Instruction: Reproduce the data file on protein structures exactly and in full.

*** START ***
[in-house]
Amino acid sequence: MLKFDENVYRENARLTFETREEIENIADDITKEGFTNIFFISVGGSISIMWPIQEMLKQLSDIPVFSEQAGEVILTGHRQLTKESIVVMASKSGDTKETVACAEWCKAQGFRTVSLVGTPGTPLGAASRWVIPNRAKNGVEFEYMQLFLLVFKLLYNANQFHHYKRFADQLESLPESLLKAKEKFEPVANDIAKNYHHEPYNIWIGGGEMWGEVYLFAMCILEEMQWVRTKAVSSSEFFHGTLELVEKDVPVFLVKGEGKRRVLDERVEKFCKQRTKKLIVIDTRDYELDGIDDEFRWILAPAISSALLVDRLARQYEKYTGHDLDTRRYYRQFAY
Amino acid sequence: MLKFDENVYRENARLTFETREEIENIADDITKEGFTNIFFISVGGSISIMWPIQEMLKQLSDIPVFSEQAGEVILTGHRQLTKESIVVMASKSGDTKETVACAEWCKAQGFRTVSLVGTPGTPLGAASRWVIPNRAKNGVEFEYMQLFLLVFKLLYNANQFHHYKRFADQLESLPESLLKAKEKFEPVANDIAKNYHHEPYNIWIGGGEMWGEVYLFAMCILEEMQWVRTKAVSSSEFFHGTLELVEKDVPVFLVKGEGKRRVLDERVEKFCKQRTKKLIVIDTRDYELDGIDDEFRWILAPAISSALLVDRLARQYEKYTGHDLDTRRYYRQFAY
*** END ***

[in-house]
Amino acid sequence: MLKFDENVYRENARLTFETREEIENIADDITKEGFTNIFFISVGGSISIMWPIQEMLKQLSDIPVFSEQAGEVILTGHRQLTKESIVVMASKSGDTKETVACAEWCKAQGFRTVSLVGTPGTPLGAASRWVIPNRAKNGVEFEYMQLFLLVFKLLYNANQFHHYKRFADQLESLPESLLKAKEKFEPVANDIAKNYHHEPYNIWIGGGEMWGEVYLFAMCILEEMQWVRTKAVSSSEFFHGTLELVEKDVPVFLVKGEGKRRVLDERVEKFCKQRTKKLIVIDTRDYELDGIDDEFRWILAPAISSALLVDRLARQYEKYTGHDLDTRRYYRQFAY
Amino acid sequence: MLKFDENVYRENARLTFETREEIENIADDITKEGFTNIFFISVGGSISIMWPIQEMLKQLSDIPVFSEQAGEVILTGHRQLTKESIVVMASKSGDTKETVACAEWCKAQGFRTVSLVGTPGTPLGAASRWVIPNRAKNGVEFEYMQLFLLVFKLLYNANQFHHYKRFADQLESLPESLLKAKEKFEPVANDIAKNYHHEPYNIWIGGGEMWGEVYLFAMCILEEMQWVRTKAVSSSEFFHGTLELVEKDVPVFLVKGEGKRRVLDERVEKFCKQRTKKLIVIDTRDYELDGIDDEFRWILAPAISSALLVDRLARQYEKYTGHDLDTRRYYRQFAY